I already know the expression green envy or a green hand, but this is the first time I heard of green fatigues:

Everyone stares at him briefly, at his congealed Wheatenea-and-lint carcass, but no one breaks stride; and who knows how long it will be before finally two policemen have to come in and hold their breath and scrape him out of the gloom and into the bosom of the law, from which he will emerge with a set of green fatigues, at least, and an honorable seat at night on the subway bench.

(from the Kandy-Kolored-Tangerine-Flake Streamline Baby, by Thomas K. Wolfe)

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    A lot of green fatigue pictures appear at google images, along with some irrelevancies. Dec 30, 2012 at 0:33
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    You can do an image search on Fidel Castro, too, and get a lot of good examples.
    – J.R.
    Dec 30, 2012 at 0:35
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    I think this is General Reference. If I Google "green fatigues" I even get pictures of them without leaving the Google homepage. Dec 30, 2012 at 3:16
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    I would say this since I answered the question, but I think that this is not GR in context. Knowing that "green fatigues" can refer to a type of clothing does not rule out the possibility that there is also a figurative meaning, and the writer quoted is known for packing in the figurativity and the symbolism.
    – zwol
    Dec 30, 2012 at 5:18
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    @Kris: Not necessarily; I think Zack is right. For example, do the same query on "green thumbs" – what will that tell you? (I agree that the question might have been better researched; something like, "Is the author just talking about clothes, or is there some other figurative reference, such as in the expression 'green hand'?" would be an improvement.) But, given the references to green hand and green envy already in the question, and the various other figurative uses of the word ‘green’ (e.g., green energy, ) I think this is a fair question, and I wouldn't classify it as general ref.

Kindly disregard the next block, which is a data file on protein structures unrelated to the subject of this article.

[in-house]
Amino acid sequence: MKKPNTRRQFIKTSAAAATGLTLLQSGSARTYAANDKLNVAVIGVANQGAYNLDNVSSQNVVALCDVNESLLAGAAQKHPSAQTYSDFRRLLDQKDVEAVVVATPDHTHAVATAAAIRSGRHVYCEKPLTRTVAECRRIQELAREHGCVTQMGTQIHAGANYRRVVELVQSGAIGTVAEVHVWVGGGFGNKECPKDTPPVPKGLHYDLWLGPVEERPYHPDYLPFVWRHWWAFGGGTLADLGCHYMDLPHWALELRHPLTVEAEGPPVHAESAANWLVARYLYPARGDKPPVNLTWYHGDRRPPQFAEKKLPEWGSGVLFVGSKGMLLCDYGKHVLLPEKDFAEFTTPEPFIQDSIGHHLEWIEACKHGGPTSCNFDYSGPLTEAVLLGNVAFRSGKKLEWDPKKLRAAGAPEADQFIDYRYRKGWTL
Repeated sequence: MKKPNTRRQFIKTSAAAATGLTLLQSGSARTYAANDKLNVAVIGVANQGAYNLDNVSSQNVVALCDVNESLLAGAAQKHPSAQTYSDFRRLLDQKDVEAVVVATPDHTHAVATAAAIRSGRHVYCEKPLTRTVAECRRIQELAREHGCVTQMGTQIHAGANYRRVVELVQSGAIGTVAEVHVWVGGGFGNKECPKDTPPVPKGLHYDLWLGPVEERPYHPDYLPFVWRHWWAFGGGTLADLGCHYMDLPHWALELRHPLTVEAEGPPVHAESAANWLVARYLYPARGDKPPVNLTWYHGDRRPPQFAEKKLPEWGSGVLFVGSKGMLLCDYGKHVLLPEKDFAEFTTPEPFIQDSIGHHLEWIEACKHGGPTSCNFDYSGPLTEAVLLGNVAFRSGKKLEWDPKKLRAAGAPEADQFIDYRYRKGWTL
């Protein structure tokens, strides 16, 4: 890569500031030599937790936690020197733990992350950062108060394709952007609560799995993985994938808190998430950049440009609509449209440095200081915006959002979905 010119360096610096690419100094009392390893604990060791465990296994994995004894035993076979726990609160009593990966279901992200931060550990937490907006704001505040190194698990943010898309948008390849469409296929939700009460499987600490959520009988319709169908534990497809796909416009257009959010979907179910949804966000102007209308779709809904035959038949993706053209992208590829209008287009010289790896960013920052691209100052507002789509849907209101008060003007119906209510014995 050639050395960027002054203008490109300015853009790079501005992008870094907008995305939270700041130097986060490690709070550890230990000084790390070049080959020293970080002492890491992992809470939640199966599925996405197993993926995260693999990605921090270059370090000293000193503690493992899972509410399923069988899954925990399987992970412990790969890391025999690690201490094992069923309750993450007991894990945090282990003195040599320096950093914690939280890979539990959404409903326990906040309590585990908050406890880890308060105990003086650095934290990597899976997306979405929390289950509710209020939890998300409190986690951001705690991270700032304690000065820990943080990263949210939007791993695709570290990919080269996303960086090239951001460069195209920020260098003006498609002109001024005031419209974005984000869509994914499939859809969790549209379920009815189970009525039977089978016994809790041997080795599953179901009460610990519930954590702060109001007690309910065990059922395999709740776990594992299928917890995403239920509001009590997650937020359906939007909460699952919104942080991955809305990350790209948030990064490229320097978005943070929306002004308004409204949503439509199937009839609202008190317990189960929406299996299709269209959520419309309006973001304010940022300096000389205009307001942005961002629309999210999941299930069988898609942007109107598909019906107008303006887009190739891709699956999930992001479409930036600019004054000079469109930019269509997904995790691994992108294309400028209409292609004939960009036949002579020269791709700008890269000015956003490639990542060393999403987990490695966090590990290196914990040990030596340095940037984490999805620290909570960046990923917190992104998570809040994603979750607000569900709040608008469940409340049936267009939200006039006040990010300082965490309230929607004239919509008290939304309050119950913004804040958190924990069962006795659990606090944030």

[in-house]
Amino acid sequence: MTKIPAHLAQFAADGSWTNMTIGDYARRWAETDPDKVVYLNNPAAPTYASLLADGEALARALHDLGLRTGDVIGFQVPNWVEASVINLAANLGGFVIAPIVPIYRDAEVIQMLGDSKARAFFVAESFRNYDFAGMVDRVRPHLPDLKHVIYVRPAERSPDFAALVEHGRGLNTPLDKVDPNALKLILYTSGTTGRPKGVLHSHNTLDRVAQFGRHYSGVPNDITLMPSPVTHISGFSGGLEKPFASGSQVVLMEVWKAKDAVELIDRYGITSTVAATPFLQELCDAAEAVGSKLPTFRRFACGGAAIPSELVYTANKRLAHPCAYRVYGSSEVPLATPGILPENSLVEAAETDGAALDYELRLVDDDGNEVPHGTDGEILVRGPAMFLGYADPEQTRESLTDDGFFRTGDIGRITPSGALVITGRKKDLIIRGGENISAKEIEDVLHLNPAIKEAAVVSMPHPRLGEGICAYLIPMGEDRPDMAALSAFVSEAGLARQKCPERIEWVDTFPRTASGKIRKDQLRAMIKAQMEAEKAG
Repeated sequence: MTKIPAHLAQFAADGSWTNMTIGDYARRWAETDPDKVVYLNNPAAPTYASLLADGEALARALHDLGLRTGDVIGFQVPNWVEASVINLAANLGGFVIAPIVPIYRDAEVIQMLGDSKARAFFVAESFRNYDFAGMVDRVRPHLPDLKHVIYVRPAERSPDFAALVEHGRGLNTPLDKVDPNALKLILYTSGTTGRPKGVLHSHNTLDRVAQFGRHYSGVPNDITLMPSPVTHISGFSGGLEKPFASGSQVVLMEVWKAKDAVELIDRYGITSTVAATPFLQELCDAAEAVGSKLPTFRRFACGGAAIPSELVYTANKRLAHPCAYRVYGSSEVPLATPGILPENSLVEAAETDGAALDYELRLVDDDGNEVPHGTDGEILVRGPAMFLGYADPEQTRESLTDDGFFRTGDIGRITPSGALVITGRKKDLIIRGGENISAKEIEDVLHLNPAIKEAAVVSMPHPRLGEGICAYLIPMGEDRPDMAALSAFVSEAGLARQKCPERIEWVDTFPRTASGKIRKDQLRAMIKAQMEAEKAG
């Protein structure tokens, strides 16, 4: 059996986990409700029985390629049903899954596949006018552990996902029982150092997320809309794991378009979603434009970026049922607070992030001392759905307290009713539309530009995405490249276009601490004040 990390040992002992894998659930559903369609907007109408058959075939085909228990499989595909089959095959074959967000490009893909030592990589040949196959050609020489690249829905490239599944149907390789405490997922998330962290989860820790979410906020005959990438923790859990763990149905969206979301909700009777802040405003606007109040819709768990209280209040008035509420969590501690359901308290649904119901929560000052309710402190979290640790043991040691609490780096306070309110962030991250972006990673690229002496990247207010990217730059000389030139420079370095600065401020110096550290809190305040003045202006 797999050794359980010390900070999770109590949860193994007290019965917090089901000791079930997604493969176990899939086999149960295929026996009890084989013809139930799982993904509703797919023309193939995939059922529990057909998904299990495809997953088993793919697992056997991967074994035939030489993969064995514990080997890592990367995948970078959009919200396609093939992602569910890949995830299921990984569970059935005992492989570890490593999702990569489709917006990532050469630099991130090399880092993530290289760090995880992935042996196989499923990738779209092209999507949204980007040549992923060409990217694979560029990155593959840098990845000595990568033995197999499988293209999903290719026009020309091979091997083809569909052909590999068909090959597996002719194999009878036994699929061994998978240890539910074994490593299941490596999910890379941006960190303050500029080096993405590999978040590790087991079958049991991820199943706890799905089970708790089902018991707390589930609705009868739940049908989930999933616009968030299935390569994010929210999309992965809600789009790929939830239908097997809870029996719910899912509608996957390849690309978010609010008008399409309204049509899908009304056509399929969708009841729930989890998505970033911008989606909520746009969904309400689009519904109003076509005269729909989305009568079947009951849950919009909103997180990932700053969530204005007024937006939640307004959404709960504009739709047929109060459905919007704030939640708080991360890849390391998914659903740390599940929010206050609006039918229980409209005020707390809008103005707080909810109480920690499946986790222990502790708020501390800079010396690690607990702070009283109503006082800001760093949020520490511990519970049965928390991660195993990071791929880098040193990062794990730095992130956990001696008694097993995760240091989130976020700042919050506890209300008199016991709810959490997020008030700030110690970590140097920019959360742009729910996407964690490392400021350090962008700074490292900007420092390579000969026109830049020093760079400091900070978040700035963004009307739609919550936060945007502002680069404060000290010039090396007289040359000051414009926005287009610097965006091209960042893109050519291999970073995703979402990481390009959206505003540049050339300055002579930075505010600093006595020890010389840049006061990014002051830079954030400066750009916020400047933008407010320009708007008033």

– J.R.
    Dec 30, 2012 at 11:42

1 Answer 1


In this context, fatigues are a type of clothing. This word is most commonly used to refer to military uniforms that are everyday wear, as opposed to the "dress" uniform worn on formal occasions. It can also be used for everyday-wear uniforms issued by other institutions; in this passage, I believe the writer is implying that this unfortunate soul will be issued a prison jumpsuit by the city jail.

"Green fatigues" simply indicates the color of the uniform; unlike your "green envy" and "green hand" examples, the color is not metaphorical. (This is Tom Wolfe we are talking about here, your confusion is understandable.) Someone who was familiar with the time and setting might recognize green as the uniform color used by a particular local jail or perhaps a short-term mental institution.